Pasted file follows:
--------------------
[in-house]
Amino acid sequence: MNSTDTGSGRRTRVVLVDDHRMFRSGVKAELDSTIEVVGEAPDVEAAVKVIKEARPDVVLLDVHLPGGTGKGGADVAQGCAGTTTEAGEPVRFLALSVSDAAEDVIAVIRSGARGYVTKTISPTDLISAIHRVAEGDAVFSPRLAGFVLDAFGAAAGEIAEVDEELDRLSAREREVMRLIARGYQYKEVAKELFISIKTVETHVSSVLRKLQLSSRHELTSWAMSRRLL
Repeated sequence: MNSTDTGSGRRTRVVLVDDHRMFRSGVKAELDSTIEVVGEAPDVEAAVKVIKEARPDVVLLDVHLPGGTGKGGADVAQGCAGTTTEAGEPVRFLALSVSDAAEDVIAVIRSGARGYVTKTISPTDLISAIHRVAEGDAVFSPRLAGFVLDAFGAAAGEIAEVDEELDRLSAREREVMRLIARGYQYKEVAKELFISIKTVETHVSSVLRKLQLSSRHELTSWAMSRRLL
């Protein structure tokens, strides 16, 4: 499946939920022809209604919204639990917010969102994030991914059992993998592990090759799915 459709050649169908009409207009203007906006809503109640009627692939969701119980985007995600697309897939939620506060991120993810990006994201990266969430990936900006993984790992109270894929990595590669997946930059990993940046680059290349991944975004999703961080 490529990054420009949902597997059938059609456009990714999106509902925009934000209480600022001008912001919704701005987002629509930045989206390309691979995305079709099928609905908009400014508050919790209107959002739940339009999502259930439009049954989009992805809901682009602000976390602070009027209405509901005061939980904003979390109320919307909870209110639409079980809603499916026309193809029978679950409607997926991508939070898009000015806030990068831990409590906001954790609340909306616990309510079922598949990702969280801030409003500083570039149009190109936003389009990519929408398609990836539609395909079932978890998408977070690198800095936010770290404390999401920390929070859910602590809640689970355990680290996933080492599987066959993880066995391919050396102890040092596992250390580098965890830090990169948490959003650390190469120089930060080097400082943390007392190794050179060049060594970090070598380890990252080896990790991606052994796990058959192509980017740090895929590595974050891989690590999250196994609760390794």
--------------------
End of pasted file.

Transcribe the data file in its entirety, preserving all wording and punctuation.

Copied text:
[in-house]
Amino acid sequence: MNSTDTGSGRRTRVVLVDDHRMFRSGVKAELDSTIEVVGEAPDVEAAVKVIKEARPDVVLLDVHLPGGTGKGGADVAQGCAGTTTEAGEPVRFLALSVSDAAEDVIAVIRSGARGYVTKTISPTDLISAIHRVAEGDAVFSPRLAGFVLDAFGAAAGEIAEVDEELDRLSAREREVMRLIARGYQYKEVAKELFISIKTVETHVSSVLRKLQLSSRHELTSWAMSRRLL
Repeated sequence: MNSTDTGSGRRTRVVLVDDHRMFRSGVKAELDSTIEVVGEAPDVEAAVKVIKEARPDVVLLDVHLPGGTGKGGADVAQGCAGTTTEAGEPVRFLALSVSDAAEDVIAVIRSGARGYVTKTISPTDLISAIHRVAEGDAVFSPRLAGFVLDAFGAAAGEIAEVDEELDRLSAREREVMRLIARGYQYKEVAKELFISIKTVETHVSSVLRKLQLSSRHELTSWAMSRRLL
């Protein structure tokens, strides 16, 4: 499946939920022809209604919204639990917010969102994030991914059992993998592990090759799915 459709050649169908009409207009203007906006809503109640009627692939969701119980985007995600697309897939939620506060991120993810990006994201990266969430990936900006993984790992109270894929990595590669997946930059990993940046680059290349991944975004999703961080 490529990054420009949902597997059938059609456009990714999106509902925009934000209480600022001008912001919704701005987002629509930045989206390309691979995305079709099928609905908009400014508050919790209107959002739940339009999502259930439009049954989009992805809901682009602000976390602070009027209405509901005061939980904003979390109320919307909870209110639409079980809603499916026309193809029978679950409607997926991508939070898009000015806030990068831990409590906001954790609340909306616990309510079922598949990702969280801030409003500083570039149009190109936003389009990519929408398609990836539609395909079932978890998408977070690198800095936010770290404390999401920390929070859910602590809640689970355990680290996933080492599987066959993880066995391919050396102890040092596992250390580098965890830090990169948490959003650390190469120089930060080097400082943390007392190794050179060049060594970090070598380890990252080896990790991606052994796990058959192509980017740090895929590595974050891989690590999250196994609760390794």